• About your group? –  how many people are in the group? Names, phone numbers and as much detail on the condition of casualties as you can.
  • Conditions – What equipment do you have?(tent, food, water etc,) Weather conditions like visibility.
  • Location of call – Your location of calling if different from accident site

Now we have all the information we need to be written down you are ready to contact the emergency services.

Try to conserve battery power on your phones, you never know how long you will be waiting for help to arrive so keep an eye on your battery level, make sure you hand all available contact details to the emergency services so that if your main phone dies then they can contact you via another number. It is sensible to turn any spare phones off until they are needed, so give the number, turn them off and keep them in a pocket or somewhere else as warm and dry as possible. If you do not have much battery to start with or don’t have any spare phones with battery then you should tell this to the emergency services and you will be able to arrange something with them, for instance, they will call you only on each hour so you can turn your phone off for the most part and then turn it on at five to the hour and wait for a call, then turn it off again after till the next hour.

who you gonna call

Unfortunately, Ghostbusters won’t be much help at this point so before you set out on the walk you hopefully will have found out the number for the emergency services wherever you are in the world. So in the UK you would call 999 and ask for police and mountain rescue, this will put you through to the right division to get help to you as quick as possible.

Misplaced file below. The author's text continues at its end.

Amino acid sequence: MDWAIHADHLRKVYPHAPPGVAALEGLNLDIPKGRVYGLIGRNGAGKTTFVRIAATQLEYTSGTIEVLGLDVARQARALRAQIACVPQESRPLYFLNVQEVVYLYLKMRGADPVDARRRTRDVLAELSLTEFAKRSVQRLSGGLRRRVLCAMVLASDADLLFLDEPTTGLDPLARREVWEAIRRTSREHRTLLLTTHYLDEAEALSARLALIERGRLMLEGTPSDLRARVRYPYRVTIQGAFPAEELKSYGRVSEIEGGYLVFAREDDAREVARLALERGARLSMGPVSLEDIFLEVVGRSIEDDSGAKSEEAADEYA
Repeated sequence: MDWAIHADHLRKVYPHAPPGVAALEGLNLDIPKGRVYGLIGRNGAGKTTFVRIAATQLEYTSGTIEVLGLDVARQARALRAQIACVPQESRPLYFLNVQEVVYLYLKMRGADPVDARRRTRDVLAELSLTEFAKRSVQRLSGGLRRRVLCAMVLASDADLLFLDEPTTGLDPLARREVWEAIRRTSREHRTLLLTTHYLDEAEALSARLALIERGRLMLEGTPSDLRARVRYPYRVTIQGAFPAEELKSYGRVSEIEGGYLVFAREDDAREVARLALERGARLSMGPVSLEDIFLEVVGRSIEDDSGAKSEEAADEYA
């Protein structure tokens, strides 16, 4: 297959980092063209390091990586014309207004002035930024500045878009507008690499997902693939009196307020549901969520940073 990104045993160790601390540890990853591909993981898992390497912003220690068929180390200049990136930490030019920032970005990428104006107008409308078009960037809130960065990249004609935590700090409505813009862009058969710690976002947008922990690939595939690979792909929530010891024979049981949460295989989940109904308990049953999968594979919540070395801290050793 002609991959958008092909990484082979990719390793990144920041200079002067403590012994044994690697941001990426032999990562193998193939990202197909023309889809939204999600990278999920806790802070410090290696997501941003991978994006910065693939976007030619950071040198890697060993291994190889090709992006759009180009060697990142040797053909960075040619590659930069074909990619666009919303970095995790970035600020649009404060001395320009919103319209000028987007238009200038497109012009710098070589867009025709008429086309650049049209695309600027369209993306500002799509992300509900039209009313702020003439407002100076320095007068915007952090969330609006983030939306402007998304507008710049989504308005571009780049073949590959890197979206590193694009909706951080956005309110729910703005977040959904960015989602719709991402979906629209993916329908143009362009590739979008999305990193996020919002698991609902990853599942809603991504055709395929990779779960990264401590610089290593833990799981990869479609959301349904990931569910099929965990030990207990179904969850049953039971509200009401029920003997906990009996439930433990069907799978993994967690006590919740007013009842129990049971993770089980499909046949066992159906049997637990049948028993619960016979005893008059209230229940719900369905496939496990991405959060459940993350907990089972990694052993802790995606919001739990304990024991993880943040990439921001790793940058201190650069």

When calling the emergency services you should turn you back to the wind or find a bit of shelter to make it easier to hear and be heard by the call centre. Dial through and wait for 1 minute to connect, if the call fails because of poor signal then it may be that something as simple as your head is preventing you from getting enough signal to make the call, so turn around 180° and try again to connect for 1 minute. If this still fails then you may need to go and find some signal at a different location.

If you have to separate from the group to get help or phone the emergency services then you should always try and leave at least one person with the injured casualties and have at least one person to go with you to get to higher ground to find a better signal. Let the group know exactly where you plan to go to make the call, make a plan on when you expect to be back if the call does or doesn’t connect.

A number you should remember from this point on and for the rest of your life is 112. 112 is a special number used in 82 countries around the world and will automatically direct your call to the emergency services in that country. The advantages of this number are:

  • It is a special type of call that tries everything to connect the call
  • If it cannot find a signal then it will try every different network operator in the area to get a signal from one of the network providers.